The current craze for all things green (particularly Scheele's) suited Eliza admirably, with her brilliant red hair swept high and a few loose ringlets fetchingly arranged so as to draw the eye to her bosom.  When she appeared at her cousin's birthday ball, every woman's tongue wagged and every man's gaze was fixed on her luminous eyes - or perhaps, a smidgen below.  All were willing to to dance, of course, but most attempted to take liberties with the fallen woman so happily appearing in their very dull midst. It appeared that the only invitations forthcoming would be in secret gardens rather than back alleyways. The dress was successful in one respect;  it worked its vengeance upon the male guests (although exacting its toll on the wearer as well) while they danced together in a poisonous cloud.  As Eliza swooned in the heat and disappointment, the men's eyes reddened and their heads pounded. An early departure was in order for most;  they wrapped up well, sealing in the arsenic particles for their families at home to enjoy. 

As for Eliza, she and the dress were welcomed and soothed to sleep by Father Thames, who gathers all of his children to him no matter what their station in life, and renders them all equal in the end.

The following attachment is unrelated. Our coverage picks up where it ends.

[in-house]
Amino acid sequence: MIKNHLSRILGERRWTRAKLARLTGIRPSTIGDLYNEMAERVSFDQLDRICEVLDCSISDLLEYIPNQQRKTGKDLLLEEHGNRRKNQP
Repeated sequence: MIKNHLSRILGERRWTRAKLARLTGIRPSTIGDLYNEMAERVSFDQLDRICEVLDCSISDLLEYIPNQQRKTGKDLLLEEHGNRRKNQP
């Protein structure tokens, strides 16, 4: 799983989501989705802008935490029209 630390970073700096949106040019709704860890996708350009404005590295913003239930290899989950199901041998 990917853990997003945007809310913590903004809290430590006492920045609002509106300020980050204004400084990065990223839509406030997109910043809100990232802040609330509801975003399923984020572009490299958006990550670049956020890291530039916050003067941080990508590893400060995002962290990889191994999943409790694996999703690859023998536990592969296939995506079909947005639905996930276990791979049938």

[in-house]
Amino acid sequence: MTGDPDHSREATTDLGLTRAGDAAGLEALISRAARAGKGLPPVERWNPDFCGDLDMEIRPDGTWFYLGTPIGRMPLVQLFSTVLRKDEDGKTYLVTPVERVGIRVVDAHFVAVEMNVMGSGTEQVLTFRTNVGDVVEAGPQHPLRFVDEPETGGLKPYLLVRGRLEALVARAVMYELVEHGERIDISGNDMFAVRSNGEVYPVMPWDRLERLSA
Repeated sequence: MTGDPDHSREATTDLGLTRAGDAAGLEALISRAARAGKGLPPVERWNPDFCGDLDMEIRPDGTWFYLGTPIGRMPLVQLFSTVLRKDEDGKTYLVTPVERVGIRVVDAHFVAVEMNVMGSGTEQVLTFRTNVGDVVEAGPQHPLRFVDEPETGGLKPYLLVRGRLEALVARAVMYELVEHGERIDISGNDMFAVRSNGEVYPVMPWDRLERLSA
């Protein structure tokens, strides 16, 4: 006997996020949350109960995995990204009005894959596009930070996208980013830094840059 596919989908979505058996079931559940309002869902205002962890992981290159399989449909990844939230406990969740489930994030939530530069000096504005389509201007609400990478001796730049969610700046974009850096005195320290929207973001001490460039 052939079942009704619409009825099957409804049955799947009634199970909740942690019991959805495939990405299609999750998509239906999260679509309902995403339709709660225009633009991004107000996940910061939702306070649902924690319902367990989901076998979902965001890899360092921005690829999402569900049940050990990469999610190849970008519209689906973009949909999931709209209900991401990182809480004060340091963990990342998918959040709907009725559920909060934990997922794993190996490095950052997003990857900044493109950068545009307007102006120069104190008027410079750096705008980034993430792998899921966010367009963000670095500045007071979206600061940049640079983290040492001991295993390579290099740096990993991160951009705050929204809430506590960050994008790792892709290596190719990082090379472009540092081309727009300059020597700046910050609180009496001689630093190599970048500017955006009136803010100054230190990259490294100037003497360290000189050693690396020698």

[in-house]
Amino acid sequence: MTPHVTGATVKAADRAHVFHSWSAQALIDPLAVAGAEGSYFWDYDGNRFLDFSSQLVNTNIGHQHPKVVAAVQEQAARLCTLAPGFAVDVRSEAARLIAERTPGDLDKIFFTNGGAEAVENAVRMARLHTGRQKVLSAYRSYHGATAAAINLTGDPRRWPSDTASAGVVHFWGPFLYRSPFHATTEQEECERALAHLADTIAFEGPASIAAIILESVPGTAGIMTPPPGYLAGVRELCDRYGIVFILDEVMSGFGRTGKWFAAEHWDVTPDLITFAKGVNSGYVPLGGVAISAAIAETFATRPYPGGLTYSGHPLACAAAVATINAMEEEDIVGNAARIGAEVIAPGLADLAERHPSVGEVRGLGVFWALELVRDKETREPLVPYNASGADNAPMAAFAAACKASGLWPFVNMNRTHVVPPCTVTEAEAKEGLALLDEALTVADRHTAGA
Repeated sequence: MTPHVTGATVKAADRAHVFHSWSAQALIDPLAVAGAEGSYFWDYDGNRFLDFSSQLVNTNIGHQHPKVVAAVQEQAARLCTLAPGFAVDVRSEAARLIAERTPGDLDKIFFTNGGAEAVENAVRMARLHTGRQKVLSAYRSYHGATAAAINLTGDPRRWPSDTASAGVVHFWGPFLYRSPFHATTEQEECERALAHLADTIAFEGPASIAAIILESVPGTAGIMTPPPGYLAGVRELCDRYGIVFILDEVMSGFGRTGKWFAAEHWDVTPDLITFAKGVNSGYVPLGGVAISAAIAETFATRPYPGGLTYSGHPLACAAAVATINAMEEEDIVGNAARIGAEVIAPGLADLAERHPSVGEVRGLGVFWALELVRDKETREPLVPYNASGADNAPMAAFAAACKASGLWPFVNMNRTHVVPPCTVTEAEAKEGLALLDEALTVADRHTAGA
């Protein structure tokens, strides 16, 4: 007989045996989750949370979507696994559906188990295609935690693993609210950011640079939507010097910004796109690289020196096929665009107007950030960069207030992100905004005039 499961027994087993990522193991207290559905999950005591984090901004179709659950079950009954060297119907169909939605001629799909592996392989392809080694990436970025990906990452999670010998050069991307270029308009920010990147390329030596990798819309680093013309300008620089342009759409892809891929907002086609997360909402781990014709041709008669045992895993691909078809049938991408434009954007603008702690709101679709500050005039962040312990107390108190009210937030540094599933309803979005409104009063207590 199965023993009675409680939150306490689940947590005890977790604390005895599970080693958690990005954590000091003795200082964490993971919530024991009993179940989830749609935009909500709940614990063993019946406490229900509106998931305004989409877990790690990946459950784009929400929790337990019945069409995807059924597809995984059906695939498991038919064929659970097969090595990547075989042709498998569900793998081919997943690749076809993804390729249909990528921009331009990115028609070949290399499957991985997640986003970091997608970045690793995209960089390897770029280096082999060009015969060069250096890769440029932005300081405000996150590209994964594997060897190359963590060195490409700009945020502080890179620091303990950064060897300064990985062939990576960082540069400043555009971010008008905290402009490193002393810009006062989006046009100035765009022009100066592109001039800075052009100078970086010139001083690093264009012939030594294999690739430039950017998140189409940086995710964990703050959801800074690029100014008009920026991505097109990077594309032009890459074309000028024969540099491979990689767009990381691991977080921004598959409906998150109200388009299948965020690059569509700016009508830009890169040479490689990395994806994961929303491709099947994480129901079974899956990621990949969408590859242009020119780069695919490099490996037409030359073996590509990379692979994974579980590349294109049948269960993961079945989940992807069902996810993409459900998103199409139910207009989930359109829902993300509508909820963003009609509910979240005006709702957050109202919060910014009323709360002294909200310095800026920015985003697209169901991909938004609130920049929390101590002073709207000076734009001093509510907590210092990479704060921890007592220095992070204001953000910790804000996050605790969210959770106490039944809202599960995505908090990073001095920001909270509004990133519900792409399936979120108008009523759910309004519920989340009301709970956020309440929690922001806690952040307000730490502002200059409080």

* The colour green was a craze in Victorian England, and was used in clothing, wallpaper, paint, beauty compounds, toys, and other everyday objects. Scheele's Green contained high amounts of arsenic, a highly toxic compound; painted on surfaces, or used to dye fabrics, it gave off particles that could be inhaled as well as transported place to place via clothing, hair, etc.

16 comments:

  1. I guess she decided that if she was going out, she'd take a few with her. If only she'd married the farmer's son...

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  2. Absolutely! Unfortunately, young people often suffer their entire lives for mistakes made early in life.

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  3. Great story. I didn't know about that color containing poison; very interesting. And I greatly enjoyed the descriptions in this piece.

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    1. Thanks Chuck. I learned a lot researching this topic!